Gastric motility

00:00 / 00:00


Gastric motility


0 / 51 complete

High Yield Notes

16 pages


Gastric motility

of complete


When we eat food, it’s first chewed up in the mouth and mixes with saliva to form a mushy mass called a bolus, and then it travels down a muscular tube called the esophagus.

Next, it enters the stomach through the lower esophageal sphincter, which is a ring of muscle surrounding an opening.

The stomach has three main parts: the fundus, the body and the antrum.

The body is further divided into a proximal portion and a distal portion.

The fundus, and proximal body make up the orad region, or top half of the stomach.

The distal body and the antrum make up the caudad region or bottom half of the stomach.

Once the food bolus is partially digested in the stomach, it’s called chyme and it passes through the pyloric sphincter and into the duodenum, which is the first part of the small intestine.

The pancreas is connected to the duodenum through the pancreatic duct, and it secretes many digestive enzymes to further break down food.

All these part play a role in gastric motility which is the contraction of the stomach to break up food and move it into the intestine.

Like other parts of the gastrointestinal tract, the stomach has 4 layers.

Starting from the innermost layer to the outermost layer, these layers are the mucosa, submucosa, muscularis externa, and serosa.

The mucosa and muscularis externa layers are modified in the stomach.

The mucosa contains various glands filled with different cells that secrete the components of gastric juice.

In the body of the stomach, there are parietal cells that secrete hydrochloric acid or HCl, a strong acid that helps to break down protein, and chief cells that secrete pepsinogen, an inactive enzyme.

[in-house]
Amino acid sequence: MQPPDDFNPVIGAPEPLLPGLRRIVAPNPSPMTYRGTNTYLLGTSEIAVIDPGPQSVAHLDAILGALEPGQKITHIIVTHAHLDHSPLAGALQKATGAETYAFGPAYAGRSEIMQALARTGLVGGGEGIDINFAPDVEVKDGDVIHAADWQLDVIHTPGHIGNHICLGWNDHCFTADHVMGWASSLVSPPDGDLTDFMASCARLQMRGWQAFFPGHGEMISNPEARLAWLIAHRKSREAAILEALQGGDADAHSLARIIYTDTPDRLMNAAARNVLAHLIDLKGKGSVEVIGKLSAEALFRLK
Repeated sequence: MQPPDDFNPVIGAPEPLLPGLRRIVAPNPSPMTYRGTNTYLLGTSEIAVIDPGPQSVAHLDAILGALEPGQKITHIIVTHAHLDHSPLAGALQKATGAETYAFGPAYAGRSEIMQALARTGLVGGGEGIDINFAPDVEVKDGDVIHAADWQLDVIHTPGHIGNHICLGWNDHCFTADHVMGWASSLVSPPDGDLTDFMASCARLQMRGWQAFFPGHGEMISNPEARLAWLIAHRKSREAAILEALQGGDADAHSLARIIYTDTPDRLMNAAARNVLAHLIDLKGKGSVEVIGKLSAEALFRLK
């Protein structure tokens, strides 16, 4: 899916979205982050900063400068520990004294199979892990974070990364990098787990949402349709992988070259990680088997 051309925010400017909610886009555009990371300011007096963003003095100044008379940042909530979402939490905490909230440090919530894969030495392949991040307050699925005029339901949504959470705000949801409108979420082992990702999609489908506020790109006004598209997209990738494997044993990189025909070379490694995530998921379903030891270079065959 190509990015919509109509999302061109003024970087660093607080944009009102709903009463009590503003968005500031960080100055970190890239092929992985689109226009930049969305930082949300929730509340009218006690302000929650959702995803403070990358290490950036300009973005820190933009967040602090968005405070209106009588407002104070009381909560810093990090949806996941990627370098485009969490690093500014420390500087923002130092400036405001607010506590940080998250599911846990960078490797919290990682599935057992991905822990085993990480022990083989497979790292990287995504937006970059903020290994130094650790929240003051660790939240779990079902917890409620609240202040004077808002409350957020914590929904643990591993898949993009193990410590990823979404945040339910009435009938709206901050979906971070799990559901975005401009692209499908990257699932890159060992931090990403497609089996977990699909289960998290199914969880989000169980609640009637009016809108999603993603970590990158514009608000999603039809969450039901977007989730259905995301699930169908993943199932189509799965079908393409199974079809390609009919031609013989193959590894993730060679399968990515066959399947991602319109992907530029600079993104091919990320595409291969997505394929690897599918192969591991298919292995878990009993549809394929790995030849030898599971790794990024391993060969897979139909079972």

When pepsinogen is exposed to HCl it activates to becomes pepsin - an enzyme that helps break down proteins.

In the antrum, there are mucous cells which secrete mucus which protects the stomach lining from the acidic environment. There are also G cells which secrete a hormone called gastrin.


Gastric motility is the coordinated movement of the muscles and secretions of the stomach. This coordinated activity propels food and drink through the stomach and comprises three main phases. First, there is receptive relaxation characterized by the relaxation of lower esophageal sphincter, to let food pass through into the stomach. Next, there is secretion in which the gastric juice is released in the stomach, and peristalsis helps to mix contents and break apart food particles. Finally, there is gastric emptying which occurs when food leaves the stomach and goes into the duodenum.


  1. "Medical Physiology" Elsevier (2016)
  2. "Physiology" Elsevier (2017)
  3. "Human Anatomy & Physiology" Pearson (2018)
  4. "Principles of Anatomy and Physiology" Wiley (2014)
  5. "Functional Gastrointestinal Disorders: History, Pathophysiology, Clinical Features, and Rome IV" Gastroenterology (2016)
  6. "Cholecystokinin corticostriatal pathway in the rat: Evidence for bilateral origin from medial prefrontal cortical areas" Neuroscience (1994)

Copyright © 2023 Elsevier, its licensors, and contributors. All rights are reserved, including those for text and data mining, AI training, and similar technologies.

Cookies are used by this site.

USMLE® is a joint program of the Federation of State Medical Boards (FSMB) and the National Board of Medical Examiners (NBME). COMLEX-USA® is a registered trademark of The National Board of Osteopathic Medical Examiners, Inc. NCLEX-RN® is a registered trademark of the National Council of State Boards of Nursing, Inc. Test names and other trademarks are the property of the respective trademark holders. None of the trademark holders are endorsed by nor affiliated with Osmosis or this website.